Reduce, Reuse, Recycle: Sustainability in Mexico

My friend Jim and I step out of his condo in the Ocean Beach neighborhood of San Diego and head towards the beach. Standing at the curb in front of his neighbor’s place is what appears to be a brand new bookshelf. We walk a few houses further and I see a very serviceable armchair sitting in the grass. Then we pass a baby’s car seat. Fifteen or more years ago, when my now teen children were toddlers, my wife and I opted not to buy this brand of car seat because it was too expensive. 

“Are people throwing this stuff out?” I ask.

“This is America,” Jim replies. “Of course they are. Who wants to put their baby in a car seat that some other kid spit up on?”

Jim points to a bedroom dresser at the curb. It’s got a few My Little Pony stickers on it, but nothing that couldn’t be sanded off or painted over.

“Later this afternoon, when the Mexicans get out of work, you’ll see pick-up trucks cruising around and guys loading this stuff up,” he says. “They drive it across the border into Tijuana and sell it there.”

My wife and I have traveled enough to know about America’s outsized global influence. Politically, financially, and culturally, people around the world aspire to be like us. They watch our movies and listen to our music. They make effigies out of our politicians and burn them. They wear our designer clothes and  sports teams’ apparel. They drink our sugary drinks and eat our processed foods.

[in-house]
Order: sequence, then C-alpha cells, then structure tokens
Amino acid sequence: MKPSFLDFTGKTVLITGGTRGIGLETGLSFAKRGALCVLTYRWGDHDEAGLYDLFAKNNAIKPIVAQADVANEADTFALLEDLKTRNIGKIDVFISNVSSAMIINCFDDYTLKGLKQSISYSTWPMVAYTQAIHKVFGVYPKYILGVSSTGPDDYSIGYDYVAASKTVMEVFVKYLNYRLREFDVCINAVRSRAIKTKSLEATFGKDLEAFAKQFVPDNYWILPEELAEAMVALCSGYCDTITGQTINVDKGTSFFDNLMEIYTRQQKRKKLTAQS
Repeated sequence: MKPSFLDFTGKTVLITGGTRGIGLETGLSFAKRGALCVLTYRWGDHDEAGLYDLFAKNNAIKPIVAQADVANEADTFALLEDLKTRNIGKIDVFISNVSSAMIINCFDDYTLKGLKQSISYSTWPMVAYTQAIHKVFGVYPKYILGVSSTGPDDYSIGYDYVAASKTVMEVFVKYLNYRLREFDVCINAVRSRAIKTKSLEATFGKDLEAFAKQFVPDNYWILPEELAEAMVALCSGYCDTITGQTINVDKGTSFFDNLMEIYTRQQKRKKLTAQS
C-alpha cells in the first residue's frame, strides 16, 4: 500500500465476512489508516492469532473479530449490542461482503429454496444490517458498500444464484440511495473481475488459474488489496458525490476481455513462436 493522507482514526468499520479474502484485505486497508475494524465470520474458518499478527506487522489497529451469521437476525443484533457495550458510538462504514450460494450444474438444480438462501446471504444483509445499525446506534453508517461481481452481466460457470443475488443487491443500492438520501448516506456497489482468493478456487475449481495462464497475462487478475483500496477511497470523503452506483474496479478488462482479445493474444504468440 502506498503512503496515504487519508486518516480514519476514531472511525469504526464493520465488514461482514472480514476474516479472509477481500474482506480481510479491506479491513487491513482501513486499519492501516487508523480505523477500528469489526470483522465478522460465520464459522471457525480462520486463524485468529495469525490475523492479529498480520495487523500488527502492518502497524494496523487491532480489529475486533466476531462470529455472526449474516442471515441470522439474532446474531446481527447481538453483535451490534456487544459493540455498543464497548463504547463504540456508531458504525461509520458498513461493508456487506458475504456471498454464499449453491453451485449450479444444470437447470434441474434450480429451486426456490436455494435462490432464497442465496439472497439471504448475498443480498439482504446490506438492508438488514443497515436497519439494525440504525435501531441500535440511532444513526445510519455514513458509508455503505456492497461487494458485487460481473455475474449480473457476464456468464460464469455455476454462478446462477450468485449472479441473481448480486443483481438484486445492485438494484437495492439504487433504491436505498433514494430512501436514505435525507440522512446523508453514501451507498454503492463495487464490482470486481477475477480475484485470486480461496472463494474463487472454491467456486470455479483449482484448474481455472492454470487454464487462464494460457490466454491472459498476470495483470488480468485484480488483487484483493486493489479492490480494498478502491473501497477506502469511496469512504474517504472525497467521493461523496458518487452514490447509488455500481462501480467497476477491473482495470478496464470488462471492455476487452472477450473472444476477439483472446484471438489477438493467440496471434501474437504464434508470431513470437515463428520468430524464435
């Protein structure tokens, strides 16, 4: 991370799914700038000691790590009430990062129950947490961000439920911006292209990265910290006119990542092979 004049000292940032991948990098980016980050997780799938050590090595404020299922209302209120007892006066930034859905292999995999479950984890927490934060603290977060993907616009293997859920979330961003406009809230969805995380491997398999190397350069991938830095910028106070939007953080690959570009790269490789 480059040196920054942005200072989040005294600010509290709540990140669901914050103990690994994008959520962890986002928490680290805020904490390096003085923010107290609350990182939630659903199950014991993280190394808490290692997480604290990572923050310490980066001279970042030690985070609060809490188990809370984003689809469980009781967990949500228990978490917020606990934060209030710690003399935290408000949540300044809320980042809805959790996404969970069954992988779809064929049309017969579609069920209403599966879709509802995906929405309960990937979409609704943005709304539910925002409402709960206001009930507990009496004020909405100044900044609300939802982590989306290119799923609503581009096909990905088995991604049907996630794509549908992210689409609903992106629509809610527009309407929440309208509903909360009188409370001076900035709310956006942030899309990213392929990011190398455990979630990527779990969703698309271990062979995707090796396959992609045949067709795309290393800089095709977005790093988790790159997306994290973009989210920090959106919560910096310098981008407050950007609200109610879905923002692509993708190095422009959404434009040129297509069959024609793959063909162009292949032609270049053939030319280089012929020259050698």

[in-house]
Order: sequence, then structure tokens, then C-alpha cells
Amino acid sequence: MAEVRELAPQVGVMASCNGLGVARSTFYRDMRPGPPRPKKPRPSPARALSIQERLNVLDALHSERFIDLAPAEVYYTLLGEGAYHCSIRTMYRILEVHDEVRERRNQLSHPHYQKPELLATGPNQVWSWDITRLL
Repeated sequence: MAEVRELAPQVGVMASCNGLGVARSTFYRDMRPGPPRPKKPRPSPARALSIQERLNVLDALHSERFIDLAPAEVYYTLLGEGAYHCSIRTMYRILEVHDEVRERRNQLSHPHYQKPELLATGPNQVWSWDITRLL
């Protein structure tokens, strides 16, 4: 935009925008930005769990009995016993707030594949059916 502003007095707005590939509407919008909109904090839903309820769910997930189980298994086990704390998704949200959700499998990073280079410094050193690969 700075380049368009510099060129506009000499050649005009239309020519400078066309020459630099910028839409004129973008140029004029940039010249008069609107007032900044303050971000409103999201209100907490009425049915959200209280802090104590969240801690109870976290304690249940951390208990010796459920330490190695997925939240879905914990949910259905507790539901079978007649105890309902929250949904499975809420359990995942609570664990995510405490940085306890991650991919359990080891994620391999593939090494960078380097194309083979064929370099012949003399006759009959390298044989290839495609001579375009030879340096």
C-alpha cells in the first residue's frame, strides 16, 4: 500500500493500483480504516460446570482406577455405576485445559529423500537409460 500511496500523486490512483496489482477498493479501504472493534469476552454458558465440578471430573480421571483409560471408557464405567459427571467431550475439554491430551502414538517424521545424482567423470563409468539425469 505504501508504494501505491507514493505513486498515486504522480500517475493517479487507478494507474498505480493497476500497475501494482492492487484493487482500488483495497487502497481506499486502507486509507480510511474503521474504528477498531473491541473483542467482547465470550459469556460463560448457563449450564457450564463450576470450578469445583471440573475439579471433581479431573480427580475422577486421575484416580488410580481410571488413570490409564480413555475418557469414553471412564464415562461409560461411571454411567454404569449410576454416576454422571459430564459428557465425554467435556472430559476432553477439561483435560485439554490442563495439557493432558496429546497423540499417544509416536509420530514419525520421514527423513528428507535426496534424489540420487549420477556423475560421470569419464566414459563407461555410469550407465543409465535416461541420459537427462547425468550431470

Along with the cheaper cost of living and slower, more affirming, pace of life, the familiarity of these sundries factored into the decision my wife and I made to move to San Miguel de Allende, Mexico, with our kids in 2018. But one of the things we admire most about the culture, and which we naturally connected with, is that Mexicans have perfected the art of the hand-me-down.


Reduce, reuse, and recycle, is the mantra of tree-huggers everywhere. Or, as those defensores de los árboles say in Mexico, reducir, reutilizar, reciclar. No matter the language, however, the phrase embodies the order of preference of consumption: reduce the amount of stuff you use, reuse the things you have, and then recycle what you can. 

The most familiar incarnation of this philosophy for US citizens is putting your empty beer cans in the recycle bin when you get home rather than throwing them out of the car window while you are driving. But the idea also embraces turning something old and used into something new and useful; like manufacturing empty yogurt containers into a $175 handbag.

During our many years of living in the Washington DC area, my wife and I tried to minimize our footprint in various ways. On the order of reduction, I only owned one pair of jeans. We were masters at reusing things. We willingly accepted the charity of others to fill out our wardrobes, unless the material was polyester. We were happy with hand-me-down cars, so long as the brakes worked, and we furnished our home in Alexandria, Virginia, mainly with furniture donated by relatives. We never had a television larger than 27 inches because no one would give us one of the newer models. And we religiously separated our plastics from our metals from our cardboard. I even picked up dirty cans and crushed plastic bottles from the streets to deposit in the nearest recycle bin and snuck out of the house at night to break down cardboard boxes my neighbors had put with the trash instead of the recycle items.